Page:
In news– Recently, National Aeronautics and Space Administration (NASA) has said that it would shut down the operations of Stratospheric Observatory for Infrared Astronomy (SOFIA) mission by September 30, 2022.
About SOFIA mission-
- SOFIA is a 2.7-meter infrared telescope sitting inside a Boeing 747SP airplane, flying at an altitude of 38,000-45,000 feet above the surface.
- Flying into the stratosphere at 38,000-45,000 feet puts SOFIA above 99 percent of Earth’s infrared-blocking atmosphere, allowing astronomers to study the solar system and beyond in ways that are not possible with ground-based telescopes.
- It is the world’s largest flying telescope that confirmed the presence of water on the Moon.
- It’s the second-most expensive astrophysics mission, according to the NASA’s Financial Year 2023 budget estimates report.
- SOFIA is a collaboration between NASA and the German Space Agency (DLR) (the German Space Agency contributed 20 percent of the costs).
- Since its inception in 2014, SOFIA has been collecting data to understand star birth and death and the formation of new solar systems.
- It has also been keeping a close eye on planets, comets and asteroids in our solar system, nebulas and galaxies, celestial magnetic fields and black holes at the centre of galaxies.
- It was designed to observe cosmic objects in far-infrared wavelengths. This allows researchers to watch star formation by looking through huge, cold clouds of gas.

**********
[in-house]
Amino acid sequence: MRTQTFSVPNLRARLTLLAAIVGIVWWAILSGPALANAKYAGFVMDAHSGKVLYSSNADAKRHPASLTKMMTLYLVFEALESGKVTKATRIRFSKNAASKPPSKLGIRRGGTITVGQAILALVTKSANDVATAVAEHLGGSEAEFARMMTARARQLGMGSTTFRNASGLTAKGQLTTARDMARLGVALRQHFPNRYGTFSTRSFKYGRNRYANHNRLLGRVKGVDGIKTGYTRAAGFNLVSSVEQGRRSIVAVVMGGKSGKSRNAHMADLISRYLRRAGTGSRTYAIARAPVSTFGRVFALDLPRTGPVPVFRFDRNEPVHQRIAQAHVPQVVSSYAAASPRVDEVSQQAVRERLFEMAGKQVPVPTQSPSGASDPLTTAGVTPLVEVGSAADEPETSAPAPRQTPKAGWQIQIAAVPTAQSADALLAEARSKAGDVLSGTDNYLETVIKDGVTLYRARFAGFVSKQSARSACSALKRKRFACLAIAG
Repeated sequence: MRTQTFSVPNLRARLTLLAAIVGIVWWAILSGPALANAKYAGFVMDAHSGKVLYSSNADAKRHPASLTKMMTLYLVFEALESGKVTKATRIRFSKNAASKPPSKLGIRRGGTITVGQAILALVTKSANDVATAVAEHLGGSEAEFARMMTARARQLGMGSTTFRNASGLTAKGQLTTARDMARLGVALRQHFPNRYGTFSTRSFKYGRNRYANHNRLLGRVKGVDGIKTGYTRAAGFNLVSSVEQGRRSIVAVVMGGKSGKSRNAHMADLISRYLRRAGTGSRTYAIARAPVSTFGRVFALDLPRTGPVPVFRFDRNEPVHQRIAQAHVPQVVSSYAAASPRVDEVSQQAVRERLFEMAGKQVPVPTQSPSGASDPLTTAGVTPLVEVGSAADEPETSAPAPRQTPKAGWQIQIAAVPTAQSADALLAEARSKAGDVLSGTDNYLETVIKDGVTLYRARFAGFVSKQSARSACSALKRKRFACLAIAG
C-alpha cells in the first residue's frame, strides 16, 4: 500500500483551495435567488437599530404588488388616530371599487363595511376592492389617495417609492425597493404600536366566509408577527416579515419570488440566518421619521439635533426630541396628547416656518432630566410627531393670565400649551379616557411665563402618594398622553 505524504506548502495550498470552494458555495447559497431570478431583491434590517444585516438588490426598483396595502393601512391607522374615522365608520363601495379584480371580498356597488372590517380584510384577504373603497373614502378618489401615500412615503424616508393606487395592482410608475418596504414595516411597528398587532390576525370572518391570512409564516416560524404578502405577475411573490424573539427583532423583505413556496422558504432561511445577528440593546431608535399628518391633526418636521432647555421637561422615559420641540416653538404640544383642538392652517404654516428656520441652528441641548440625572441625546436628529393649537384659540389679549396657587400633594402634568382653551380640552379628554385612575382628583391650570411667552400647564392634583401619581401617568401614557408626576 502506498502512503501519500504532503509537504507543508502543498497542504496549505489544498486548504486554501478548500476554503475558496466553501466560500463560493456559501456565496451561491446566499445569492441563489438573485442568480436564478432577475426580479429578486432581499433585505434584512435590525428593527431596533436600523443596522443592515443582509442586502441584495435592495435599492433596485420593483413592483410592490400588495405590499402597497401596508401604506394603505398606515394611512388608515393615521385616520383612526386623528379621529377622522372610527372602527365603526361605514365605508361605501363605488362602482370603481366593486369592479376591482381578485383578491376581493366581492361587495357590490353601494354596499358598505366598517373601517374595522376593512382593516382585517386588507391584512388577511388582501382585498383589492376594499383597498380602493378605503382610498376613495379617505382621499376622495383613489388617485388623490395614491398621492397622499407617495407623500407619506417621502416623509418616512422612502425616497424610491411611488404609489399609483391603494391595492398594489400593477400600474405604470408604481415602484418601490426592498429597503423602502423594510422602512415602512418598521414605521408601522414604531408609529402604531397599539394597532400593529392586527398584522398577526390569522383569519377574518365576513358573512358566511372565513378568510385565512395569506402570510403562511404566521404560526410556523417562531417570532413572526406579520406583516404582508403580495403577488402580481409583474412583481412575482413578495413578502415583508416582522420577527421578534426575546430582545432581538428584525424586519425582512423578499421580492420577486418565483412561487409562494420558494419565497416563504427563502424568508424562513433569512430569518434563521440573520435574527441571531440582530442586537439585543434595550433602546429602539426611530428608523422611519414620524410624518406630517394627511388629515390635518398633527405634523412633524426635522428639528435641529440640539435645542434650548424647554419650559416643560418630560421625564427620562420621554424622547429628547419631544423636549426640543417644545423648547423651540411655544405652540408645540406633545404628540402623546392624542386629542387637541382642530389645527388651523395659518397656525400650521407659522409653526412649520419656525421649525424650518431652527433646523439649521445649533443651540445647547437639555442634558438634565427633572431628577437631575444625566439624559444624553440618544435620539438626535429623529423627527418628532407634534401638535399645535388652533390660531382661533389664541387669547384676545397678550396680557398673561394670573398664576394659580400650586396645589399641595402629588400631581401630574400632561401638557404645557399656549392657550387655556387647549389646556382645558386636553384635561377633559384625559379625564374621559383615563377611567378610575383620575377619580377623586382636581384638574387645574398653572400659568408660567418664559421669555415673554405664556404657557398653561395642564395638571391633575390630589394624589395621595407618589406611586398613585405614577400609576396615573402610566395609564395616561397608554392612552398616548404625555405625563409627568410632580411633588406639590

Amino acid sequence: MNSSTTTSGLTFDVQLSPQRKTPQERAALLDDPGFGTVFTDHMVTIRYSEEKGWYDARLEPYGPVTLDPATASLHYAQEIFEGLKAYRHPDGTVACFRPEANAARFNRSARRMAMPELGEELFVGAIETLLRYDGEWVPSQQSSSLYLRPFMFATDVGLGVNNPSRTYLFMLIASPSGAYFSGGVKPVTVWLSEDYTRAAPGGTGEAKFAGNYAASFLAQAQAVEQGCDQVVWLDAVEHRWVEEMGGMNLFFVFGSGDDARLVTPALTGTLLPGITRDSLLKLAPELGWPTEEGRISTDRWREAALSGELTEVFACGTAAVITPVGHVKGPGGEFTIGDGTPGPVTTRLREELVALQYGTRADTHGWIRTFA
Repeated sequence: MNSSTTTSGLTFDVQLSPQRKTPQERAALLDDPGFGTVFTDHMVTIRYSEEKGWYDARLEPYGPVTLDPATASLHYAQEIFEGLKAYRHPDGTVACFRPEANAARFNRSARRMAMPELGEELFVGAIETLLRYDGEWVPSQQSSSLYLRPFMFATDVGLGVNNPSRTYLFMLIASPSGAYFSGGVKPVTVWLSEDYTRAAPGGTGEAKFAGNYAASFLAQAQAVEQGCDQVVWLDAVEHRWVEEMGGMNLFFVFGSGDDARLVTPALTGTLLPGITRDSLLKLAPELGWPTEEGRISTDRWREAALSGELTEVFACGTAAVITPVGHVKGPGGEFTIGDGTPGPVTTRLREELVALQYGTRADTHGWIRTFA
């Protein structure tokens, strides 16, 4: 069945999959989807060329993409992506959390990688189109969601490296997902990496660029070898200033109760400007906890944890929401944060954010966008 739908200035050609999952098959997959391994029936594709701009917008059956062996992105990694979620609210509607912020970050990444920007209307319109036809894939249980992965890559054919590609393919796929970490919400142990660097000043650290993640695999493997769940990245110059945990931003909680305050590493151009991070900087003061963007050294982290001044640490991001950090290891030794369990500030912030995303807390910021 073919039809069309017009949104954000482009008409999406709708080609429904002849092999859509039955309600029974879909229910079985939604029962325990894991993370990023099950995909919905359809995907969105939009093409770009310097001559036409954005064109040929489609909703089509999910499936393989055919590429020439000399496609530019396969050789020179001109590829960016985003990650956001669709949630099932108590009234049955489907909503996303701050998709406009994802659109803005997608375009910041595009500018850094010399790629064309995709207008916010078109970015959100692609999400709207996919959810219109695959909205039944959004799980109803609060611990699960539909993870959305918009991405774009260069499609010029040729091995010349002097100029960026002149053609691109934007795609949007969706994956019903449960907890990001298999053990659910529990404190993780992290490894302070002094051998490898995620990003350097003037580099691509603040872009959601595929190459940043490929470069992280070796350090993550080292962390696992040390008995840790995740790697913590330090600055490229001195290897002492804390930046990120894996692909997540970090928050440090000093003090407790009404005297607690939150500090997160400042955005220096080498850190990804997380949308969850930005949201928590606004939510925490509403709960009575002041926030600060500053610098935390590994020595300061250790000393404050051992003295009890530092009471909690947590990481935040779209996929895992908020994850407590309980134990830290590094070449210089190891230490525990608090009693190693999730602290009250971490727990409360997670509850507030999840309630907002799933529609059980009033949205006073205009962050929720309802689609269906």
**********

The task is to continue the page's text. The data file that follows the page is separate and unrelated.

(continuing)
- NASA’s decision to shut down SOFIA closely follows the White House’s 2023 federal budget request released in March 2022, which did not allocate money to SOFIA.
- Its annual operations Budget is the second-most expensive operating mission in Astrophysics, yet the science productivity of the mission is not commensurate with other large science missions.
Important discoveries of the mission-
- The project has generated 309 scientific studies.
- In 2020, NASA announced that SOFIA discovered water molecules (H2O) on the sun-facing side of the Moon.
- The site is the Clavius Crater, located in the Moon’s southern hemisphere. The telescope’s data suggested that the site contained water in concentrations of 100 to 412 parts per million — roughly equivalent to a 12-ounce bottle [355 millilitres] of water.
- In 2019, SOFIA also discovered helium hydride — the first molecule formed in the Universe almost 14 billion years ago.
- Many crucial processes in the history of the universe leave their signatures in the far-infrared and SOFIA is the only observatory that can probe this important wavelength range for the next decade.
- SOFIA is the only instrument after Herschel that has the capability of observing singly ionized carbon, which is now understood to be an important tracer of the molecular gas in the local universe.
- It has also identified atmospheric circulation patterns in Jupiter.
- It also mapped the magnetic field within G47, one of Milky Way’s spiral arms.
- Magnetic fields can potentially set the rate at which stars form in a cloud.